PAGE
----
It all started in February 2020 with an email from our athletic colleague Taavi that called up for a running challenge. The challenge was “Tipust Topini 2020”, just a meager 337 km of relay running across Estonia in teams of 10 people, from the top of the tallest Estonian hill Suur-Munamägi near the southern border to the capital of Tallinn in the north.
More co-workers enlisted than we had available positions for, so we managed to put together a strong team from Playtech consisting of participants from many departments. As a result, we hoped it would be an event for the whole Playtech to follow, an extreme company-wide team building exercise, if you will.
As with many things in 2020, so was “Tipust Topini 2020” postponed and changed to a different date. Therefore, we needed to make some changes in the team and put the “backups” into the main runners’ team. However, the backups were just as enthusiastic and willing to participate in this craziness.
Preparations and building the right mood
The training began. After all, each member was supposed to run about 33 km split between three stages, except for our team lead Taavi who needed to run as much as 43 km.
To prepare ourselves mentally, we watched Rocky movies for inspiration and studied the book “Born to Run” by C. McDougall to learn the secrets of running. But surprisingly, what suited us best was just the normal group run with a suitable pace for everyone.
The mutual support of the group members began long before the start of the race. In reality, it is not a race, it’s not timed, there is no podium, just the pure pleasure of running without sleep for 36h (or maybe a few) - fun, right? There were 55 teams with 550 members and the registration limit was full in a few days.
And then it all began
Fast forward 6 months to August 8th. Alarms were set so we could arrive at the office at 6 AM to file into two cars (Taavi, Peeter, Timo, Marju & Triin in the first car and Valdo, Veiko, Ivo, Anneli & Otto in the second) and make it in time for the grand departure from the top of Suur-Munamägi.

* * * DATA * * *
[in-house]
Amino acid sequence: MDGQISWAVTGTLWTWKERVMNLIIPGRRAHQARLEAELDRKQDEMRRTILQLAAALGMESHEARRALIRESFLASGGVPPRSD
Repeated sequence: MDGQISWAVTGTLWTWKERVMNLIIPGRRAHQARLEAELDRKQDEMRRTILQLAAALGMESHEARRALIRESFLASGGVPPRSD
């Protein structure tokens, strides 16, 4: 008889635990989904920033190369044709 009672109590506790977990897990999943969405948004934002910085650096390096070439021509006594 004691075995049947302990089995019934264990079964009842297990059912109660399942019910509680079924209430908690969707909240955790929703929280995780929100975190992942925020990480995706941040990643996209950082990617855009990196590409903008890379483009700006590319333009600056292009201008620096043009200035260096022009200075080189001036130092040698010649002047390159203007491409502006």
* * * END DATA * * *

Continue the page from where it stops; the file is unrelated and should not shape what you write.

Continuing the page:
We were all excited and a little worried since many of us hadn’t experienced anything like it. On top of the distance and sleeplessness we were worried about the forecasted summer heat, a pleasurable news for anyone with the option to go to the beach, not so much for running. But it wasn’t a race, right?
The start was in waves according to the average pace of the whole team. We were team number 17 and we started in the fourth wave.
There were no organized service stations throughout the course and the feeding and more importantly drinking was left up to each team to organize. And boy did we organize it well! A station every 2 km, more frequent if requested, to drink, eat, and provide a video comment in case of interest. When one car got lost (they really did lose their car member) then the other car stepped up and provided the roadside service without problems. Different car, same team.
Fun happenings from the race track
The adrenaline was high and it was fun, until it was your turn to run. The heat scared some of us and rightfully so. One of us hit against a “wall” a few kilometres from the stage finish, but climbed over the wall and finished exhausted. Another one had tunnel vision for a nearby lake at the end of her first stage, to cool off. She didn’t care about anything at that point, but not for long, another member needed water too, so we had to drive along. On the first day the worst enemy was the sun.
This event is a good place to find running mates for life. For example, Triin found such a good running partner that she was willing to suffer a little too fast a pace in order to finish together. She did suffer because of it afterwards, but friends are for life, so why not try.
When you get tired, you start making mistakes. Mistakes on this relay run can give you the pleasure of running more. Peeter, the main driver of the first car did not only lose one of their car members, he lost himself off the right track as well. Another team pointed it out, Peeter took it as a man, shrugged off the extra 2 km, turned around and ran to the right spot. In his excuse, it was dark and close to bedtime on a regular Saturday.